Blatter told European Union sports ministers, who were meeting in Germany, that he wanted to reverse some of the effects of the Bosman ruling by restoring the local and national identity of football clubs.
If Blatter's plans come to fruition - and they would have to overcome anticipated stiff opposition from the European Commission - the new rule would devastate team selection in the Premiership and in the Scottish, Italian and Spanish leagues.
Manchester United won the European Cup last week with just four English players (Gary Neville, David Beckham, Nicky Butt and Andy Cole) in their starting line-up. Arsenal, runners-up in the Premiership, and Leeds (fourth) both started the final game of last season with six non-English players and used three non-English substitutes. Chelsea often started games last season with only two English players. Rangers and Barcelona, to name but two, frequently field virtually all-foreign teams.
On Tuesday, Blatter said in an interview with the French newspaper Le Monde: "We wish to adopt the following resolution: to insist that in each team more than half the players on the pitch - that is six players - should be eligible for selection by the national team of the country where the championship is being played."
It is understood that Blatter discussed his plans - which are backed by Uefa, European football's governing body - with the sports ministers yesterday, and a joint Fifa-Uefa press release was issued afterwards.
"Fifa and Uefa called for account to be taken, both in the texts issued by the European institutions as well as in their administrative and judicial policies, of the specific nature of sport and particularly of football," the statement said. "They also appealed for acknowledgement of certain principles ... and the necessity of protecting that national identity of clubs."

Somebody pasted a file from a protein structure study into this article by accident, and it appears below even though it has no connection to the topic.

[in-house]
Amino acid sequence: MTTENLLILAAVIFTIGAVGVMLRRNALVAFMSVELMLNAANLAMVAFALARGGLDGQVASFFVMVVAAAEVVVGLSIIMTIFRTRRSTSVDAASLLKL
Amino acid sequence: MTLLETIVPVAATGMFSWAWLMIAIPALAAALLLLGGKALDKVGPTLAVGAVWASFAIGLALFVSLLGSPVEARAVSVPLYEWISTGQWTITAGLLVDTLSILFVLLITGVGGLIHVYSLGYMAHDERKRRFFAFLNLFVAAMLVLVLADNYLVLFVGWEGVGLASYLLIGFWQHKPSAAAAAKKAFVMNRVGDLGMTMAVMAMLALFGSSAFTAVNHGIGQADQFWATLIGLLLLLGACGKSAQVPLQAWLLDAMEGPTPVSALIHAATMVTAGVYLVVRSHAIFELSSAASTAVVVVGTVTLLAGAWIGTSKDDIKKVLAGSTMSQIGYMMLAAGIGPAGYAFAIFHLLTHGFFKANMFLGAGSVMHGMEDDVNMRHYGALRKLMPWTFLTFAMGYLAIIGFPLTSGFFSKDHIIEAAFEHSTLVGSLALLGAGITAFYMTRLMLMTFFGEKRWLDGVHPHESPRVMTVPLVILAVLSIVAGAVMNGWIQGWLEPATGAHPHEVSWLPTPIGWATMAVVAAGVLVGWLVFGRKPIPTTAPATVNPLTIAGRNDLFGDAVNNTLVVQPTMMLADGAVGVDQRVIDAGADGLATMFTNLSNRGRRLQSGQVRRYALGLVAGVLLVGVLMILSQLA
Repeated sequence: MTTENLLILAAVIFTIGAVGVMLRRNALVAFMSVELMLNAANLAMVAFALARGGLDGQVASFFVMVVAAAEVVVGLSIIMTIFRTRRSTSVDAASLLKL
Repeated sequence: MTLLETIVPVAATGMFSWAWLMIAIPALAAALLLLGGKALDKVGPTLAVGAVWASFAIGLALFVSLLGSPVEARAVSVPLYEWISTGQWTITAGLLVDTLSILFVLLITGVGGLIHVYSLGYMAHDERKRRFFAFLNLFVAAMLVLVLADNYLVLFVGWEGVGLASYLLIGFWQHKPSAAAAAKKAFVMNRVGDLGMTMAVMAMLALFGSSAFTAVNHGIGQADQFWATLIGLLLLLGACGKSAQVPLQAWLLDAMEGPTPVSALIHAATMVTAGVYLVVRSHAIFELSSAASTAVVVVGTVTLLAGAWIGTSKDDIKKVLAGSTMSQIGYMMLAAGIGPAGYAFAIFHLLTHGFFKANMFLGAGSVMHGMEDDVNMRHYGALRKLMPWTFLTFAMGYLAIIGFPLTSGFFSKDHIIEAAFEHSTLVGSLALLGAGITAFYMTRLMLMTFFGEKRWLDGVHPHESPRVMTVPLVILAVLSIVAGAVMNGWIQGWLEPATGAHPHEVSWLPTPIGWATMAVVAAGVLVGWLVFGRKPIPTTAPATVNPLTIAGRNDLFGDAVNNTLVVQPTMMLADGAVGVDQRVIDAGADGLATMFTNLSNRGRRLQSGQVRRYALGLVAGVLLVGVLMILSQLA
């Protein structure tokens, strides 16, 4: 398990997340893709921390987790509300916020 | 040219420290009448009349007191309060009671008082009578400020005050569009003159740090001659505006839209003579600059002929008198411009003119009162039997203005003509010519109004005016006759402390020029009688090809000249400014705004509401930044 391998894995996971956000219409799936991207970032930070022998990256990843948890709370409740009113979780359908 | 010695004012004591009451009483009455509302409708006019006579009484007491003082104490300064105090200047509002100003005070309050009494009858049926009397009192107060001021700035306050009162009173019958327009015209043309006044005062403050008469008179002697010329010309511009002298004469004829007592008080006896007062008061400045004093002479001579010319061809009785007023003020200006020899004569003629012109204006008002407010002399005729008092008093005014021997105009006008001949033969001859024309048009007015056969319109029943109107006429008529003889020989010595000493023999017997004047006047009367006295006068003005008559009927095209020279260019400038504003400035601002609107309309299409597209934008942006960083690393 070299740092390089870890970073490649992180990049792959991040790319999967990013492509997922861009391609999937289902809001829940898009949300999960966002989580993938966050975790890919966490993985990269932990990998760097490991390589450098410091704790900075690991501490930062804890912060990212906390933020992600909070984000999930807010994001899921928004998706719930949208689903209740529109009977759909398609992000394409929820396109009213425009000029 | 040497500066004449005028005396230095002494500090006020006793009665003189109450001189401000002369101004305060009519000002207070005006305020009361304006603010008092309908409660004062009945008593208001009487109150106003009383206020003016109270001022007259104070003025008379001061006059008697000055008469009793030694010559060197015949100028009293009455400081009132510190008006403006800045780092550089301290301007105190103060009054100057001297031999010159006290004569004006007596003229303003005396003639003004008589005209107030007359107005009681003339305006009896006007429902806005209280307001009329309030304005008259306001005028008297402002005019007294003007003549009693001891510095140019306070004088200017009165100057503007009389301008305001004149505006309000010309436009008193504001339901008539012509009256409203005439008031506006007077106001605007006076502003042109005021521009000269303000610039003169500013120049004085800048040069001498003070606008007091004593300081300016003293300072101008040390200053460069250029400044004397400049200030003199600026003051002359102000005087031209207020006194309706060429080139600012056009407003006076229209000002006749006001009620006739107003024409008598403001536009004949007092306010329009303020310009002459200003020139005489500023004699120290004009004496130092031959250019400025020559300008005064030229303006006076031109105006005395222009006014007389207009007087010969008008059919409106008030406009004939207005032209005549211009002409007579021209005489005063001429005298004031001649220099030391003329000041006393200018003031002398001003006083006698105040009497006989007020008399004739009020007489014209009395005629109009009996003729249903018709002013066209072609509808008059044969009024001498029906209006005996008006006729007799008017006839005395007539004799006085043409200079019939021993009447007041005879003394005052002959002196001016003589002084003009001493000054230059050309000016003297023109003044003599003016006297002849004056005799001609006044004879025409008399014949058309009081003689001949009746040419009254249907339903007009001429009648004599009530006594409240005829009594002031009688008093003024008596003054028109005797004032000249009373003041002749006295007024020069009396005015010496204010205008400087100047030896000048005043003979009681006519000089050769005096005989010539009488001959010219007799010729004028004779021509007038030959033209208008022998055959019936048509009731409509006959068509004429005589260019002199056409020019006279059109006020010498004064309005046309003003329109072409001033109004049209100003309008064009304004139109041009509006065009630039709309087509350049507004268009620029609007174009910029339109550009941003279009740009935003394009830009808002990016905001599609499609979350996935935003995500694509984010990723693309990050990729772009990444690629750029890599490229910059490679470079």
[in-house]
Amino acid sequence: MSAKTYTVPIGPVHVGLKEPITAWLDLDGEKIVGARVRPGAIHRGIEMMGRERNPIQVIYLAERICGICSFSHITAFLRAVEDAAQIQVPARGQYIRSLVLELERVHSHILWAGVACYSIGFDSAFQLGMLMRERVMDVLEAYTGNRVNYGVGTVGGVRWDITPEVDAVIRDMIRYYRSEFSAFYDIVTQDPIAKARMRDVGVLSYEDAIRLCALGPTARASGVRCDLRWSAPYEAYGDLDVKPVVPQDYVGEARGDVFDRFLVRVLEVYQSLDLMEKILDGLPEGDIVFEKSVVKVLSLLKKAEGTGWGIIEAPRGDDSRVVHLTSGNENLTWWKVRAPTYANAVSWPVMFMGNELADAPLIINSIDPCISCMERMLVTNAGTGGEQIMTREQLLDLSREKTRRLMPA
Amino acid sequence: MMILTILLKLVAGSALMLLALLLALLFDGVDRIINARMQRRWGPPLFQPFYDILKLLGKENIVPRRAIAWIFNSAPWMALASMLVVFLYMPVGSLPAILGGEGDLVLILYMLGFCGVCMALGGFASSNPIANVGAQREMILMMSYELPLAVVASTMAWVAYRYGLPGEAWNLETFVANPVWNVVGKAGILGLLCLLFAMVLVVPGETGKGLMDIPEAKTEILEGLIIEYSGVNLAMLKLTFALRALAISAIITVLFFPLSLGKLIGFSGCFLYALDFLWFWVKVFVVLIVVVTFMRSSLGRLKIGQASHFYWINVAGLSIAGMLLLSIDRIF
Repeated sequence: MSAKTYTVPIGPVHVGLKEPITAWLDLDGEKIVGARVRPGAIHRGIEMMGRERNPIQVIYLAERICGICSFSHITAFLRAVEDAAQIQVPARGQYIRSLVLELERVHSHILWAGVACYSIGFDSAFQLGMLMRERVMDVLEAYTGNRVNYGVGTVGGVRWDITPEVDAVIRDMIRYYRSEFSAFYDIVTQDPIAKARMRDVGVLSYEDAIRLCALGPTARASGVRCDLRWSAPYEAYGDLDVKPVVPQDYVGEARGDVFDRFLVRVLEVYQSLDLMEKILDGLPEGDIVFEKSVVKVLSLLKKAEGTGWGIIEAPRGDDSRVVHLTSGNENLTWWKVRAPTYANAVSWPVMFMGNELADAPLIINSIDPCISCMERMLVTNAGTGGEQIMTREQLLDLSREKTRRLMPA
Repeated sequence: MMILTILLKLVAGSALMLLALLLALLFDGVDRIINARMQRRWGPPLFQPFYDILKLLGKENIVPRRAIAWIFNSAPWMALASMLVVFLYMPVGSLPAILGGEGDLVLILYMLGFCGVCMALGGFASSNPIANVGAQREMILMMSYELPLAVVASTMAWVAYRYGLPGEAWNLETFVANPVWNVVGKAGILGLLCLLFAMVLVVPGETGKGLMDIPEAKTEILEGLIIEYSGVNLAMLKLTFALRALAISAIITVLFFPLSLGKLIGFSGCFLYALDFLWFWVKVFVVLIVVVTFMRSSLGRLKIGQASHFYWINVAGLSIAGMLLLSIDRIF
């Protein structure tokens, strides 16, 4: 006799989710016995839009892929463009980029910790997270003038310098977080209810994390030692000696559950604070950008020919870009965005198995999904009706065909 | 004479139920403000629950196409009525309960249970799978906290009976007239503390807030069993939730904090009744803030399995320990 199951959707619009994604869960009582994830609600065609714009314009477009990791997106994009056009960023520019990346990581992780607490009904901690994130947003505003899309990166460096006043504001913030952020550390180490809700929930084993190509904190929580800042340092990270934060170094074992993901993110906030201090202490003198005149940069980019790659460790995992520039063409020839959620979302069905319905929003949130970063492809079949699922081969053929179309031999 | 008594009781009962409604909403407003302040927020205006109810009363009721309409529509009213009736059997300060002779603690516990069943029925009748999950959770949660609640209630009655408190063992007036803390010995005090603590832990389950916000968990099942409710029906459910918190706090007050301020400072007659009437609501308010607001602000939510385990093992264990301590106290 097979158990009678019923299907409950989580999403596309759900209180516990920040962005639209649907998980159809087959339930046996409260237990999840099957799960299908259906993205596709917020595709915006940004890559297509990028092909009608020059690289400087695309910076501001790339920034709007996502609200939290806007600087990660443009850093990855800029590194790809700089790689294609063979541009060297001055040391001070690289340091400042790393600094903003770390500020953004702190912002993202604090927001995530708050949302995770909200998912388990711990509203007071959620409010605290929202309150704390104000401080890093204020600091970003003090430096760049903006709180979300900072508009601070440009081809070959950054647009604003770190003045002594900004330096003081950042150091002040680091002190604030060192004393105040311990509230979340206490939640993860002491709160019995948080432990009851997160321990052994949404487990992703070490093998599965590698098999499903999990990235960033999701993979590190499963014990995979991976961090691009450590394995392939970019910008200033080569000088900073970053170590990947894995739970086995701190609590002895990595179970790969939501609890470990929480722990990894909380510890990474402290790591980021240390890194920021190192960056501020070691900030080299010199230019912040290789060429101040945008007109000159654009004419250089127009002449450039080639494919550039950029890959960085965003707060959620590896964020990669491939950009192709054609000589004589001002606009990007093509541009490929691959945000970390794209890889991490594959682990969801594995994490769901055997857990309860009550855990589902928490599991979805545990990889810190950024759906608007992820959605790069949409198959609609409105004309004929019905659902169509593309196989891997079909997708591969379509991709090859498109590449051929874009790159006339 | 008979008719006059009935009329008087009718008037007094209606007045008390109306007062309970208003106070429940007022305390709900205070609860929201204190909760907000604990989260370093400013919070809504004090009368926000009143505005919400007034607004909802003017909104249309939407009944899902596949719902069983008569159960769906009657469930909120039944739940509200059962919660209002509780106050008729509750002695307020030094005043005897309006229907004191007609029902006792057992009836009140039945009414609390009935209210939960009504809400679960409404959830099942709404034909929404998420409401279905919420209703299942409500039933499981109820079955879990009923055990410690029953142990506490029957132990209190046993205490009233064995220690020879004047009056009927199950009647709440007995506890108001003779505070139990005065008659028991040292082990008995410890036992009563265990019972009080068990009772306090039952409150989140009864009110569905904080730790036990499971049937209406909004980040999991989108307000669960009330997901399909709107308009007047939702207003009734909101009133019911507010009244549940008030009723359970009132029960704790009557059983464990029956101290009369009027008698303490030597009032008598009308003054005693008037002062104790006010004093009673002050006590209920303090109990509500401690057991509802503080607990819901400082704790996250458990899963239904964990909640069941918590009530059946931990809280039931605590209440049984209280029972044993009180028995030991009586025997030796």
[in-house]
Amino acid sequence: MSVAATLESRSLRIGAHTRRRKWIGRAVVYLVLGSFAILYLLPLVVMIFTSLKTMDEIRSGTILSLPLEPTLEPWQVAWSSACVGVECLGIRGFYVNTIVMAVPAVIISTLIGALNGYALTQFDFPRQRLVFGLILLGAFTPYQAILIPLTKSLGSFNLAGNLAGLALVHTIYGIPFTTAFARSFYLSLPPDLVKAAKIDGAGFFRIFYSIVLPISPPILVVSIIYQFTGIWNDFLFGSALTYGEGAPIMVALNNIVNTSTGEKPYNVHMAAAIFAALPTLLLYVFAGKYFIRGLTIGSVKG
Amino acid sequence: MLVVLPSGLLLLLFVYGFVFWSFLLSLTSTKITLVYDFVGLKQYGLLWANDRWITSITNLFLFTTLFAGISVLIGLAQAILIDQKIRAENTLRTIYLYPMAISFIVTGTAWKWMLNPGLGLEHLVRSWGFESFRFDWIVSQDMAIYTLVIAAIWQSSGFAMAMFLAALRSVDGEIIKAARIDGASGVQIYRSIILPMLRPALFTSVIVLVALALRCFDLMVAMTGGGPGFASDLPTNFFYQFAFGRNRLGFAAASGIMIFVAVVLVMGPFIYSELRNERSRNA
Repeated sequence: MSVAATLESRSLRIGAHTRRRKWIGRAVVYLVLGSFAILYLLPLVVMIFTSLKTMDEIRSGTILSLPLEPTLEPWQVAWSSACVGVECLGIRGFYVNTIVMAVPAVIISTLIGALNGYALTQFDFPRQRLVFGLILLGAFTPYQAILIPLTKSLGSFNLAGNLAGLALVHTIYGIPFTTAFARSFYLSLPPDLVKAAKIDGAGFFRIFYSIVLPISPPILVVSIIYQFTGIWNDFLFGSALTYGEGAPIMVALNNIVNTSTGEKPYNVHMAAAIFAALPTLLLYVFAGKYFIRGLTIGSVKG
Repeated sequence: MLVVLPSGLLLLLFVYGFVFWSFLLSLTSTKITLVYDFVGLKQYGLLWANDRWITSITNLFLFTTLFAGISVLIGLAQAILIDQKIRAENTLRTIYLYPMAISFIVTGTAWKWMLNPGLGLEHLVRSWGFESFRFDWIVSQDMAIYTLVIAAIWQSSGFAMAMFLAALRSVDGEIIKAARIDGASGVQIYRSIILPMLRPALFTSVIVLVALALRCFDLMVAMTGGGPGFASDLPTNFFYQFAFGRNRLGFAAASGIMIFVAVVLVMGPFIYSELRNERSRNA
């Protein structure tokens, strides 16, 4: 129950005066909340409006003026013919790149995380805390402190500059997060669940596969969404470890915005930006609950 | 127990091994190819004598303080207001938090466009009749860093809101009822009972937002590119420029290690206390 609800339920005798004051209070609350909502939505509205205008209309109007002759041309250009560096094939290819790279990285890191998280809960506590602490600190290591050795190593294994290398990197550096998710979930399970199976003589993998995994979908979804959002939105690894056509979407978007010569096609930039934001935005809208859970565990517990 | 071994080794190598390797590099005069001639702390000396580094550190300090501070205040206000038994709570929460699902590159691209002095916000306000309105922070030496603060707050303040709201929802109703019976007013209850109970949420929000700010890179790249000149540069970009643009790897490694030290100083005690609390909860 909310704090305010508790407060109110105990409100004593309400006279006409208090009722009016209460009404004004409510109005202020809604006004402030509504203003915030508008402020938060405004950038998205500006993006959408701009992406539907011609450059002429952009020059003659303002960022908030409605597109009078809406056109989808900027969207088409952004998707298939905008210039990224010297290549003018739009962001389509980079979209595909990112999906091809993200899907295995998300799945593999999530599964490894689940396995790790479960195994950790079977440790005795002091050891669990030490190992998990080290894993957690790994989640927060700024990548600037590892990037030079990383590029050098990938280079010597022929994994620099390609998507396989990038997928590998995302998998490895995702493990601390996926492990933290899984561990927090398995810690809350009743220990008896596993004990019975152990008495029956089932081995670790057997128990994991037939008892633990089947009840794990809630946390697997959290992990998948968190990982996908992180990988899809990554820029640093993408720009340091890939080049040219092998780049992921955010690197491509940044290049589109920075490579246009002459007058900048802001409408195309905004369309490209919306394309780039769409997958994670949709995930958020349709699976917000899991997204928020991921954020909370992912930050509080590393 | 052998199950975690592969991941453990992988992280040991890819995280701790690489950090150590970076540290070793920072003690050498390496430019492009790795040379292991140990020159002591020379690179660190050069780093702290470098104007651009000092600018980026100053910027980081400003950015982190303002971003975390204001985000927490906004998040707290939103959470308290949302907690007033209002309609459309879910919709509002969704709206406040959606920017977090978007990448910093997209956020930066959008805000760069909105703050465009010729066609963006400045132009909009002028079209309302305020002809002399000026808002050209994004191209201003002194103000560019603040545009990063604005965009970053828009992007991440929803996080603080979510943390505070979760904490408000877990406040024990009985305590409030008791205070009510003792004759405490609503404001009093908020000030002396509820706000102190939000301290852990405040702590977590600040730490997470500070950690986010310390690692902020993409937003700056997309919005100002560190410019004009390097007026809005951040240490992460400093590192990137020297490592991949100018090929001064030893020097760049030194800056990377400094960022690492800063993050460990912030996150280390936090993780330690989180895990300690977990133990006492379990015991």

Blatter has said that football made a mistake in allowing the Bosman ruling to be implemented without prior negotiation with Brussels, which might have cushioned its impact on the game. His new proposals, which would see no team fielding fewer than six home-grown players, seek to address that.
Scottish, Welsh and Irish players would not count towards the quota for an English Premiership team. Ryan Giggs, a Welshman, would have to play as one of a maximum of five "foreigners" in a Manchester United side. Substitutions would also have to respect the "national six" rule. A Premiership team starting with six English players would always have to substitute an Englishman for an Englishman.
To be implemented, the quotas would have to be formally approved by EU governments as an exception to European law - as established by the Bosman ruling - on the free movement of players between clubs and countries.
"Football is something special and that needs to be taken into account in the Treaty of Rome," a Fifa spokesman said yesterday. He added that Uefa's general secretary, Gerhard Aigner, accompanied Blatter to Germany to support his ideas.
"The starting point for change is an exchange of views," the Fifa spokesman said, adding that the proposals were in their early stages. "The figure of six [non-domestic nationals allowed in each side] is an indicative figure [of the scenario that Blatter is hoping to achieve]." The spokesman added: "This is just the first step to dialogue with the political authorities."
Several ministers, notably the French and the Italians, are understood to think that sport should be formally declared a "special case", not always subject to EU laws on freedom of movement. Their chief concern is to protect young players - and clubs - from the poaching of teenage stars. It seems unlikely that a majority of governments would be prepared to go as far as the Blatter plans, but once they have been outlined in detail, a consensus for change could lead to some restructuring.
If Blatter's plans are implemented, the main effects would be to create more opportunities for home-grown players and a rapid spiral in the price of English players within this country. Europe's largest clubs, especially those such as Chelsea, where foreign representation is so high, are likely to oppose any changes, at least in the near future, if only because they have so many of their staff under contract for several years.
Brendon Batson, the deputy chief executive of the Professional Footballers' Association, said: "We will have to wait to see what happens, but anything that would help the development of domestic talent would be a good thing."Reuse content